Key fields question

Beginner here.

I have two tables with a many to many relationship (invoices and their respective bank payments)

So I use a join table with the two foreign index fields.

Now then, I want to create many copies of these respective tables, such as Ledger01 Ledger02 and so on.

In my original spreadsheet layout the index field was/is called OurRef and so is the index field in the Bank01 and Bank02 etc also called OurRef. This approach facilitated pivot table reports with a pivot table helper column specifying the Source e.g Ledger01 or Bank01 etc.

I find that I am prevented from using the same name of (foreign) index field twice in the Joining Table (not a surprise, but a path to travel).

So even if my OurRef fields are "surrogate" keys, I can't use the spreadsheet approach, because there can be only one (Highlander?).

I am thinking this means I create a special surrogate key in each table and use that as the foreign key in the Joining table, but present the "old" key to the user if any such presentation is required?

Anthony
LVL 9
Anthony MellorChartered AccountantAsked:
Who is Participating?
I wear a lot of hats...

"The solutions and answers provided on Experts Exchange have been extremely helpful to me over the last few years. I wear a lot of hats - Developer, Database Administrator, Help Desk, etc., so I know a lot of things but not a lot about one thing. Experts Exchange gives me answers from people who do know a lot about one thing, in a easy to use platform." -Todd S.

LCSandman8301Commented:
the name is the only thing that is required to be unique so with that said you can do the following

create table Bank: BankId (AN), BankName

Create Table Invoice: invoiceid (AN), invoicename

Create Table Bank_Invoice : Bank_InvoiceId (AN), BankId (FK to Bank), InvoiceId (FK to Invoice)

also if for example you wanted parent child relationships on the Bank table you could do the following:
Create table Bank: bankid(AN), bankname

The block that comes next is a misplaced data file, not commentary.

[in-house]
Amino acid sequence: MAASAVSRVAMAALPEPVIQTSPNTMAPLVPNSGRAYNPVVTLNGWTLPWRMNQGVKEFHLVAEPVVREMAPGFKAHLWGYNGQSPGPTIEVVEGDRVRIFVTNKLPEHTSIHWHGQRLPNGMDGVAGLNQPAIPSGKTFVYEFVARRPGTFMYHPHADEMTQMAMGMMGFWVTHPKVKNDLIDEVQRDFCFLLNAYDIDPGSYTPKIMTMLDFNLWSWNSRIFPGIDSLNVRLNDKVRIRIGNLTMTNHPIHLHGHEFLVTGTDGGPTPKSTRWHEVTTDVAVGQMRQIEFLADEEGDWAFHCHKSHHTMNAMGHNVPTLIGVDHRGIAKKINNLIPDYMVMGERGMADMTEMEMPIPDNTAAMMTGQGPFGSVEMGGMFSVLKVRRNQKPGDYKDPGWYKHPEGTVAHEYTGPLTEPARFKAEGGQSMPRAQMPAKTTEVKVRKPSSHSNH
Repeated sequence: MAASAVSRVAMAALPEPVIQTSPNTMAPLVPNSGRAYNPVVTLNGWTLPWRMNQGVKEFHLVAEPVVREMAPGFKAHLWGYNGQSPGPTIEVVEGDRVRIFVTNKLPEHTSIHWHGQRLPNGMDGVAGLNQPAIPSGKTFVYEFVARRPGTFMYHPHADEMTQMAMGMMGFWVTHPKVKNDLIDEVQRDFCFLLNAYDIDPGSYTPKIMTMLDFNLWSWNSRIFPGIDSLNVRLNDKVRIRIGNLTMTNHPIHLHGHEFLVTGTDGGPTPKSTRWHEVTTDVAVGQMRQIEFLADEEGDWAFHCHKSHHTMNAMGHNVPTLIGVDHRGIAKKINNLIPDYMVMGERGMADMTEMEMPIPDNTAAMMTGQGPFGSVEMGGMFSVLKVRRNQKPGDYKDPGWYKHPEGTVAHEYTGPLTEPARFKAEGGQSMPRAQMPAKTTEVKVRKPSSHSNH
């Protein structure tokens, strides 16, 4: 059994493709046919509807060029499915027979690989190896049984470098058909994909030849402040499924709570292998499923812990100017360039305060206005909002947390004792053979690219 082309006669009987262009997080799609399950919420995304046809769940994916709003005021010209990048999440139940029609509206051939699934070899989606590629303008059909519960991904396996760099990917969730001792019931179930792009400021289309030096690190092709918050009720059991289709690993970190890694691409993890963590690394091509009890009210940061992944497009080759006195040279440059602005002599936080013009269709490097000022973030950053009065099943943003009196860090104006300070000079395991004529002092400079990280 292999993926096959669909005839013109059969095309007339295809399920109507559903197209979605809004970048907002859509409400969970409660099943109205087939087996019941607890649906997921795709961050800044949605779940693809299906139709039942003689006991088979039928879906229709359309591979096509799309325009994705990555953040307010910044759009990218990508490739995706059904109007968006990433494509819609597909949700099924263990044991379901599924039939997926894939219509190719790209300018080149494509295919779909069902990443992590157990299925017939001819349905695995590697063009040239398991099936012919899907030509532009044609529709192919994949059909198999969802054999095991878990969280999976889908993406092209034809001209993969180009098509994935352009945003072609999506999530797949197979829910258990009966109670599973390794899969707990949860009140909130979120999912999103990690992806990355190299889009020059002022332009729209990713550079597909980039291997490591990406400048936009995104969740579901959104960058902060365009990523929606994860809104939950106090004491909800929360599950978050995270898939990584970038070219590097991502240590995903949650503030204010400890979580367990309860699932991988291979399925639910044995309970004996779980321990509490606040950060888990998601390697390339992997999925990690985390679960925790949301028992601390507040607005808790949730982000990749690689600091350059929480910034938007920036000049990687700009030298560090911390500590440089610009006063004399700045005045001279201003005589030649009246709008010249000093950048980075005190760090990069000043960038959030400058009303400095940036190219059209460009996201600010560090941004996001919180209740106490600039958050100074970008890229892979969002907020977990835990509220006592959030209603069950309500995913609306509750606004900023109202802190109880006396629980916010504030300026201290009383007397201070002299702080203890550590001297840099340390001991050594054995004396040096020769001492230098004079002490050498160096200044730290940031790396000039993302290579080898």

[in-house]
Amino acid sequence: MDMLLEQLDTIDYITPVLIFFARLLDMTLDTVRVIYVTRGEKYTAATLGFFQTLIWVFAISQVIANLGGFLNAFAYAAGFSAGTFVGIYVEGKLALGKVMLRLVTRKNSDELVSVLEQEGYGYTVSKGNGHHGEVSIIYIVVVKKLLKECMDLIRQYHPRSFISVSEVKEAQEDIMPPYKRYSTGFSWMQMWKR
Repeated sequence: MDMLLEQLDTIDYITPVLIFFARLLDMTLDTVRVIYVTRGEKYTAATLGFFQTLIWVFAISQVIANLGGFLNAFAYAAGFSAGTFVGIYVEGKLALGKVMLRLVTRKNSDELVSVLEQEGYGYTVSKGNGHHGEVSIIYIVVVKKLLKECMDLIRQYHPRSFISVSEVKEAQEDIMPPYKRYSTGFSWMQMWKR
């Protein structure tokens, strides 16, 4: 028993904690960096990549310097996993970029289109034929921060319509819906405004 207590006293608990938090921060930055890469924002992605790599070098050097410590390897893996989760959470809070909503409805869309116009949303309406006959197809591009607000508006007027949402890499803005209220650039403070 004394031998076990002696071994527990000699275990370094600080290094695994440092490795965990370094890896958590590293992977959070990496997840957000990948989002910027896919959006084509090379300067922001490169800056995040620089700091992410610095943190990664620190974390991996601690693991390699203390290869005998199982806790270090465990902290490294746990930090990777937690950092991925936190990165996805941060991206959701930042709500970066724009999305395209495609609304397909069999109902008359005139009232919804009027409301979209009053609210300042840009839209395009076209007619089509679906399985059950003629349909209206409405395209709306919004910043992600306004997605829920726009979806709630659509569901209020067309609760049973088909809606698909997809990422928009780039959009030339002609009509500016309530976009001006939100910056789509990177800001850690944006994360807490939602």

Create Table ParentChild_bank: parentbankid(FK to bank), childbankid (FK to bank)

all you need to do is make sure you name the two FK relationships differently

I hope this helps
0

Experts Exchange Solution brought to you by

Your issues matter to us.

Facing a tech roadblock? Get the help and guidance you need from experienced professionals who care. Ask your question anytime, anywhere, with no hassle.

Start your 7-day free trial
kmslogicCommented:
You may also want to think about why you are creating multiple copies of the tables in Access...  Trying to mirror exactly what you do in Excel when you are using Access is sometimes  a mistake.  For example if you were using sheets Bank01 Bank02 etc for different banks it's a lot better to just put a Bank ID in your single bank table and then create a pivot "WHERE BANKID=Whatever"
0
Jeffrey CoachmanMIS LiasonCommented:
I am also curious about the need to "Copy" the tables at all...
Sounds like creating redundant data to me...

Why not create a query?

SELECT *
FROM YourTable
WHERE Ledger='Ledger01'

...or something similar...?

JeffCoachman
0
Powerful Yet Easy-to-Use Network Monitoring

Identify excessive bandwidth utilization or unexpected application traffic with SolarWinds Bandwidth Analyzer Pack.

Anthony MellorChartered AccountantAuthor Commented:
yay, I didn't think of that until after posting my question - the "why multiple copies thing".

edit: actually, even having the two basic tables is questionable. "Sun Account" is famous for having everything in one Nominal (General) Ledger.

Don't know the arguments for this - in fact I have always liked that idea, it being purist debits and credits - while appreciating the tables involved are unlikely to be one flat file.

edit: not finished reading responses.

Anthony
0
Jeffrey CoachmanMIS LiasonCommented:
Then this also points to kmslogic's post about trying to simulate Excel sheets with Access table data.

You have to have a fairly solid foundation in Normalization and table relationships first.
0
Anthony MellorChartered AccountantAuthor Commented:
the bit I am studying is how join tables (to solve many-to-many relations) and key fields work, for which of course I need at least two tables to join. In this case whether I should or should not have x other tables is not important to me, if clearly capable of distracting me as it's all very interesting.

I now see  LCSandman8301's answer is the sort of understanding I am after, had to be the last response I read.

What does AN denote? I presume FK is Foreign Key.
0
Jeffrey CoachmanMIS LiasonCommented:
AN=(A)uto(N)umber
0
Anthony MellorChartered AccountantAuthor Commented:
I can see that ID: 37758470 is probably the answer to my question; but as it is not written in the same language as my question, struggle as I am (I have read it many times), I am having difficulty relating the answer(s) to my question - you see I understand my question, but not entirely the answer. A beginners' problem.



Anthony
0
It's more than this solution.Get answers and train to solve all your tech problems - anytime, anywhere.Try it for free Edge Out The Competitionfor your dream job with proven skills and certifications.Get started today Stand Outas the employee with proven skills.Start learning today for free Move Your Career Forwardwith certification training in the latest technologies.Start your trial today
Microsoft Excel

From novice to tech pro — start learning today.